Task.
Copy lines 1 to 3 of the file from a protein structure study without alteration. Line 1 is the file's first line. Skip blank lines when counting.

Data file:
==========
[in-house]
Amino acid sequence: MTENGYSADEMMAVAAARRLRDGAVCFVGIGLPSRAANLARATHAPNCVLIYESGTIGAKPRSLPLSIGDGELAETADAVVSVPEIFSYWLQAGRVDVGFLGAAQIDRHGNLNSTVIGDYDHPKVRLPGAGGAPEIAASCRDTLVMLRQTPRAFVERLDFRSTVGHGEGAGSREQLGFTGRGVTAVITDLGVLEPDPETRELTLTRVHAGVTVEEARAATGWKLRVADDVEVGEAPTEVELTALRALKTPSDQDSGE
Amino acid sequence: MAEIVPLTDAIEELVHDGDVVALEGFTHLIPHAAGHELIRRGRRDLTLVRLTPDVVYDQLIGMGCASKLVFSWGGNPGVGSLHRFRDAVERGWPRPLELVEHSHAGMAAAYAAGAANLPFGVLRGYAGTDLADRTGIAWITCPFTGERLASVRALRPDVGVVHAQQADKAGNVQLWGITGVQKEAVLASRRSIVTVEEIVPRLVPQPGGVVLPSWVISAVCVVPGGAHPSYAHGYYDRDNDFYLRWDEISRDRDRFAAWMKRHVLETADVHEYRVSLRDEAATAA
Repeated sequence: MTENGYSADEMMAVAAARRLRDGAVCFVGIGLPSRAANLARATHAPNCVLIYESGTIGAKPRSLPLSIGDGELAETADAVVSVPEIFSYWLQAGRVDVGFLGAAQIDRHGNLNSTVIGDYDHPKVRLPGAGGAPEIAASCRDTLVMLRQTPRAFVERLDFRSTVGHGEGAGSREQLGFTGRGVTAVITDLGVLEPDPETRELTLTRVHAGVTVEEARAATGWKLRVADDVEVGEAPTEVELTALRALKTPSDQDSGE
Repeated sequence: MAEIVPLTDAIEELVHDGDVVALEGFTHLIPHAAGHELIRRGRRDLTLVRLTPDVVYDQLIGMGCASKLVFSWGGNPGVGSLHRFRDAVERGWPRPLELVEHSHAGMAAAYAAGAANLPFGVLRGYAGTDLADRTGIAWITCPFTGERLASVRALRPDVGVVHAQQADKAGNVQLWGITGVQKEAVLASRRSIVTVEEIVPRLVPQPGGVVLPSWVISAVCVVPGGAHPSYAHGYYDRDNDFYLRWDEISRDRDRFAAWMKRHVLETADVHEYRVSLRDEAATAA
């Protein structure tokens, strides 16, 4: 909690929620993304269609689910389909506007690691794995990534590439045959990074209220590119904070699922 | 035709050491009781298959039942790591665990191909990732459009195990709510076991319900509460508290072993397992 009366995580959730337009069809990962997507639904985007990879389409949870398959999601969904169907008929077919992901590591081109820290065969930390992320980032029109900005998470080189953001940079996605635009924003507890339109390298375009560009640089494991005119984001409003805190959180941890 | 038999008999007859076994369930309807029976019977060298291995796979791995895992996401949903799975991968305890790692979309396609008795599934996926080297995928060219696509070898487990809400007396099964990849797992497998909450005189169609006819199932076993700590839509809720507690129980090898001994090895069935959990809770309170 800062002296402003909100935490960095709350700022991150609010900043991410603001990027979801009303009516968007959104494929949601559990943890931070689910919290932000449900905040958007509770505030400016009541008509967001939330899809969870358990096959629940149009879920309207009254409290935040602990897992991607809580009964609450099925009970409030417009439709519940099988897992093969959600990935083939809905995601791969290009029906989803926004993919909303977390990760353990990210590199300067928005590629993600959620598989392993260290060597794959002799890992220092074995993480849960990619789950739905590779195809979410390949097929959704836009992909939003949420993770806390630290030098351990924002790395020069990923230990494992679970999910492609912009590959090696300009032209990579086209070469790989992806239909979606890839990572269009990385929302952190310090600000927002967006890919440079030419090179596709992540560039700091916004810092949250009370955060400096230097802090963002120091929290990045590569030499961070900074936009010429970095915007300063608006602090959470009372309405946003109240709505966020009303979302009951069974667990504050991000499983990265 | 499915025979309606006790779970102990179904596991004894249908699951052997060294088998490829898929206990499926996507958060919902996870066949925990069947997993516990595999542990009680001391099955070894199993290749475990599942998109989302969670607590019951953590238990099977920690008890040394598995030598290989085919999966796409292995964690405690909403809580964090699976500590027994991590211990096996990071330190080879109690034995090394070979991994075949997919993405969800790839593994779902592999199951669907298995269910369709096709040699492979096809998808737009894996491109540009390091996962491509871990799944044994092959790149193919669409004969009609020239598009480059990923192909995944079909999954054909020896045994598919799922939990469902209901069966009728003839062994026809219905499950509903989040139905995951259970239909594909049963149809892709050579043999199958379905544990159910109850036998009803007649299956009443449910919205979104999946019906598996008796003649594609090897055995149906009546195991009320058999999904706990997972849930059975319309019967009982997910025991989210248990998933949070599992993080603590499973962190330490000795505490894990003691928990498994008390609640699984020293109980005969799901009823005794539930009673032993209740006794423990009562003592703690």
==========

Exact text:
[in-house]
Amino acid sequence: MTENGYSADEMMAVAAARRLRDGAVCFVGIGLPSRAANLARATHAPNCVLIYESGTIGAKPRSLPLSIGDGELAETADAVVSVPEIFSYWLQAGRVDVGFLGAAQIDRHGNLNSTVIGDYDHPKVRLPGAGGAPEIAASCRDTLVMLRQTPRAFVERLDFRSTVGHGEGAGSREQLGFTGRGVTAVITDLGVLEPDPETRELTLTRVHAGVTVEEARAATGWKLRVADDVEVGEAPTEVELTALRALKTPSDQDSGE
Amino acid sequence: MAEIVPLTDAIEELVHDGDVVALEGFTHLIPHAAGHELIRRGRRDLTLVRLTPDVVYDQLIGMGCASKLVFSWGGNPGVGSLHRFRDAVERGWPRPLELVEHSHAGMAAAYAAGAANLPFGVLRGYAGTDLADRTGIAWITCPFTGERLASVRALRPDVGVVHAQQADKAGNVQLWGITGVQKEAVLASRRSIVTVEEIVPRLVPQPGGVVLPSWVISAVCVVPGGAHPSYAHGYYDRDNDFYLRWDEISRDRDRFAAWMKRHVLETADVHEYRVSLRDEAATAA